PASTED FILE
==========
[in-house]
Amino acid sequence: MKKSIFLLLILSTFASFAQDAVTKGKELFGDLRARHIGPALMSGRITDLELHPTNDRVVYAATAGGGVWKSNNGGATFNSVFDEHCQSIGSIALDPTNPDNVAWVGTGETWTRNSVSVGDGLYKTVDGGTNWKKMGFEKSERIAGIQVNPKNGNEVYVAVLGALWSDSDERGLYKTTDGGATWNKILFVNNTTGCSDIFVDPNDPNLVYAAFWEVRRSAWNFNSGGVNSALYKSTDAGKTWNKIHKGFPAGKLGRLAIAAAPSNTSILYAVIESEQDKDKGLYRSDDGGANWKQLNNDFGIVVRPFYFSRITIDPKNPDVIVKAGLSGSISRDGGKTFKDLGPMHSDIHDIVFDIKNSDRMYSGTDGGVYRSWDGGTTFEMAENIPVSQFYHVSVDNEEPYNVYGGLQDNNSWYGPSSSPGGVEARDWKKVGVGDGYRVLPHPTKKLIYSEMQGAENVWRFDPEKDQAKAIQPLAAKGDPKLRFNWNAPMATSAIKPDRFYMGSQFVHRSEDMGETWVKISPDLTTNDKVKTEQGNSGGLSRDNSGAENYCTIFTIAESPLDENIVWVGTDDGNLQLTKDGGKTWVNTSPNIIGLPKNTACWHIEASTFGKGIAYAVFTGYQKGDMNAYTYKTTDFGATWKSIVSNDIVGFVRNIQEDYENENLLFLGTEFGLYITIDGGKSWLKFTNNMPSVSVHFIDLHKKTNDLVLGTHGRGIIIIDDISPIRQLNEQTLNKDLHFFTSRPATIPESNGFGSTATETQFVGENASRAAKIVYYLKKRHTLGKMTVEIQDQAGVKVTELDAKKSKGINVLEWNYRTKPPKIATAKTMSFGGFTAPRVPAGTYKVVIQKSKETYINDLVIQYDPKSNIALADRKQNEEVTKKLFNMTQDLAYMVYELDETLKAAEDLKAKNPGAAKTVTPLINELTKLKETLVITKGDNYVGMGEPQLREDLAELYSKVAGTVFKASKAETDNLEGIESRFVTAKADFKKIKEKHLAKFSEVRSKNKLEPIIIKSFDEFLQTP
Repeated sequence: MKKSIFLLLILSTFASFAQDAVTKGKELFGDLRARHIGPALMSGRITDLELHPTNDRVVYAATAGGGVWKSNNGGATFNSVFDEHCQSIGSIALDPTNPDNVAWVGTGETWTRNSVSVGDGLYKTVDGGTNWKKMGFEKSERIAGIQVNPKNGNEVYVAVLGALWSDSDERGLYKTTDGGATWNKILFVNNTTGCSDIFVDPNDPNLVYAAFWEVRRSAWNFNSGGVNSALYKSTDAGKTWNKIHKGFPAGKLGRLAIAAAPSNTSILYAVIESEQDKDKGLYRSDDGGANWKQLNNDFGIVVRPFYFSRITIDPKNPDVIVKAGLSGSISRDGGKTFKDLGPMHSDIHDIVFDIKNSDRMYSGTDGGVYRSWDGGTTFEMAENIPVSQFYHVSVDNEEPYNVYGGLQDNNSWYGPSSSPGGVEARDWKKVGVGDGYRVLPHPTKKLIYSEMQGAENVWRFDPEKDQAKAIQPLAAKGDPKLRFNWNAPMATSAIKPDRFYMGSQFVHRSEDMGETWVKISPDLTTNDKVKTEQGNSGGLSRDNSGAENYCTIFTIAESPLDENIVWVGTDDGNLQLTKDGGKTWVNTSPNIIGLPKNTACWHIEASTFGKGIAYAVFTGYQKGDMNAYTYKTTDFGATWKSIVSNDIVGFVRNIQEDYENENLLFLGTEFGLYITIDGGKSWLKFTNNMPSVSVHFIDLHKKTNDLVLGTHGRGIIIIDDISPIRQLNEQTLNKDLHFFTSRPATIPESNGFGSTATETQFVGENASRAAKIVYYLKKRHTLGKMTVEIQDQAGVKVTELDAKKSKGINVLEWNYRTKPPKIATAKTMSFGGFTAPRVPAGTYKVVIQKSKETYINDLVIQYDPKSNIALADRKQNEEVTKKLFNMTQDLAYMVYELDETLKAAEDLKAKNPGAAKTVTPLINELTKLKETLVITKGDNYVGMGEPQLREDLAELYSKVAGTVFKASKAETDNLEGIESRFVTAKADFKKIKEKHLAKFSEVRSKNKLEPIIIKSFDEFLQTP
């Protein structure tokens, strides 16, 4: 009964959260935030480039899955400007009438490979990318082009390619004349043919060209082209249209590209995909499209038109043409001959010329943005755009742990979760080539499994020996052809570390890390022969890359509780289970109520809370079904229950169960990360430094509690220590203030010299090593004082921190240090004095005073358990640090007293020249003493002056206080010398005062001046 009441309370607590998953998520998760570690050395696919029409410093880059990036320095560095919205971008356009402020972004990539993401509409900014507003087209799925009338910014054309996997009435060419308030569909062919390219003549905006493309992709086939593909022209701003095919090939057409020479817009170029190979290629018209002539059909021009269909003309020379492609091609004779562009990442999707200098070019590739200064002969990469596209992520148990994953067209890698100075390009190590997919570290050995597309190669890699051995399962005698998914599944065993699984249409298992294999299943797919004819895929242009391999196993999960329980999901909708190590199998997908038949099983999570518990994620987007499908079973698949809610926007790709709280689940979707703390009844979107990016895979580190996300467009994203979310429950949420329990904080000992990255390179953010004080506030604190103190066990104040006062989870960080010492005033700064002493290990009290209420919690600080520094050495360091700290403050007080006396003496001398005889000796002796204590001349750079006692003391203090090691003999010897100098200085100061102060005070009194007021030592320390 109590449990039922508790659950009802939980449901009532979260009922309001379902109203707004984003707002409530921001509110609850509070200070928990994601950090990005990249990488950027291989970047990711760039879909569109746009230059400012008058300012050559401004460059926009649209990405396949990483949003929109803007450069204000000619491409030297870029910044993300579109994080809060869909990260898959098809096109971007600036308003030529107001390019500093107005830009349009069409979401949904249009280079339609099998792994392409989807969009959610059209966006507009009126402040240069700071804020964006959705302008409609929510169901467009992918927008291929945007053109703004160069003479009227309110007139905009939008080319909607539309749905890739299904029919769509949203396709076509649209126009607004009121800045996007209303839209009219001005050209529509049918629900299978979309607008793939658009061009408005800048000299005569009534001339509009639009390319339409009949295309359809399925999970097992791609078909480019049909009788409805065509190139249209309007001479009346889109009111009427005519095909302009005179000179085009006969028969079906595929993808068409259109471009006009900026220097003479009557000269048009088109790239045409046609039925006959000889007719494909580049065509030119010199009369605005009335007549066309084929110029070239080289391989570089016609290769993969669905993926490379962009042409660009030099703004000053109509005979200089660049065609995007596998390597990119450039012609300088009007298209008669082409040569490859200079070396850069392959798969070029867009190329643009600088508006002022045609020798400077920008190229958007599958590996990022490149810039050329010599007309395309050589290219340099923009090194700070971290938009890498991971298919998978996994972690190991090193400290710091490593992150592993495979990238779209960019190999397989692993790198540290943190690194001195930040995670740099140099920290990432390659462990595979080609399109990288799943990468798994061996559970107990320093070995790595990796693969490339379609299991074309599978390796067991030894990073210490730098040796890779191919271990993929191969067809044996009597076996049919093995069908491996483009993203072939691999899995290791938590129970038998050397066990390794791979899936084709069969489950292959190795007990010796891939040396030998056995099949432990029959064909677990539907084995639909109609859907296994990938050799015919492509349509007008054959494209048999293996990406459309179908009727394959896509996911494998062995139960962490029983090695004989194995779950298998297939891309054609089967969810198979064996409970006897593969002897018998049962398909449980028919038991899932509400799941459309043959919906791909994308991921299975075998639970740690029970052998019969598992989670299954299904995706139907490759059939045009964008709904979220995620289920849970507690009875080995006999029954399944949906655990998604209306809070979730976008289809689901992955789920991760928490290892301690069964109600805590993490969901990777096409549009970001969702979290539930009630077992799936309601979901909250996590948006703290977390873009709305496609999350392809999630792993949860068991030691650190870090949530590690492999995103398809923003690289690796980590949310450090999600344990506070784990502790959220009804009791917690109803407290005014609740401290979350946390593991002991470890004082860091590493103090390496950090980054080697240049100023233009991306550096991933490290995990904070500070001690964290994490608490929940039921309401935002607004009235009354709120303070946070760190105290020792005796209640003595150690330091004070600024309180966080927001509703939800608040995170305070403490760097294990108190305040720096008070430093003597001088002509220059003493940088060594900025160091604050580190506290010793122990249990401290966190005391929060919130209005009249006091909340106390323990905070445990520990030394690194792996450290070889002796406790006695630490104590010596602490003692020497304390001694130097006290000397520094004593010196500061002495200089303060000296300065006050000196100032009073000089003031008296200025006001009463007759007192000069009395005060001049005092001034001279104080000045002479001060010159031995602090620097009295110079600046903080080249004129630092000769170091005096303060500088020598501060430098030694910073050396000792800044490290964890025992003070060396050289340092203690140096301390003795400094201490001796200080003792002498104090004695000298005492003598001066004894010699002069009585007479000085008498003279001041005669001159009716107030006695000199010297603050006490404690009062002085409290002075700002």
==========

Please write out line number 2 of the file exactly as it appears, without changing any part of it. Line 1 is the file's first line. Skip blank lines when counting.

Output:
Amino acid sequence: MKKSIFLLLILSTFASFAQDAVTKGKELFGDLRARHIGPALMSGRITDLELHPTNDRVVYAATAGGGVWKSNNGGATFNSVFDEHCQSIGSIALDPTNPDNVAWVGTGETWTRNSVSVGDGLYKTVDGGTNWKKMGFEKSERIAGIQVNPKNGNEVYVAVLGALWSDSDERGLYKTTDGGATWNKILFVNNTTGCSDIFVDPNDPNLVYAAFWEVRRSAWNFNSGGVNSALYKSTDAGKTWNKIHKGFPAGKLGRLAIAAAPSNTSILYAVIESEQDKDKGLYRSDDGGANWKQLNNDFGIVVRPFYFSRITIDPKNPDVIVKAGLSGSISRDGGKTFKDLGPMHSDIHDIVFDIKNSDRMYSGTDGGVYRSWDGGTTFEMAENIPVSQFYHVSVDNEEPYNVYGGLQDNNSWYGPSSSPGGVEARDWKKVGVGDGYRVLPHPTKKLIYSEMQGAENVWRFDPEKDQAKAIQPLAAKGDPKLRFNWNAPMATSAIKPDRFYMGSQFVHRSEDMGETWVKISPDLTTNDKVKTEQGNSGGLSRDNSGAENYCTIFTIAESPLDENIVWVGTDDGNLQLTKDGGKTWVNTSPNIIGLPKNTACWHIEASTFGKGIAYAVFTGYQKGDMNAYTYKTTDFGATWKSIVSNDIVGFVRNIQEDYENENLLFLGTEFGLYITIDGGKSWLKFTNNMPSVSVHFIDLHKKTNDLVLGTHGRGIIIIDDISPIRQLNEQTLNKDLHFFTSRPATIPESNGFGSTATETQFVGENASRAAKIVYYLKKRHTLGKMTVEIQDQAGVKVTELDAKKSKGINVLEWNYRTKPPKIATAKTMSFGGFTAPRVPAGTYKVVIQKSKETYINDLVIQYDPKSNIALADRKQNEEVTKKLFNMTQDLAYMVYELDETLKAAEDLKAKNPGAAKTVTPLINELTKLKETLVITKGDNYVGMGEPQLREDLAELYSKVAGTVFKASKAETDNLEGIESRFVTAKADFKKIKEKHLAKFSEVRSKNKLEPIIIKSFDEFLQTP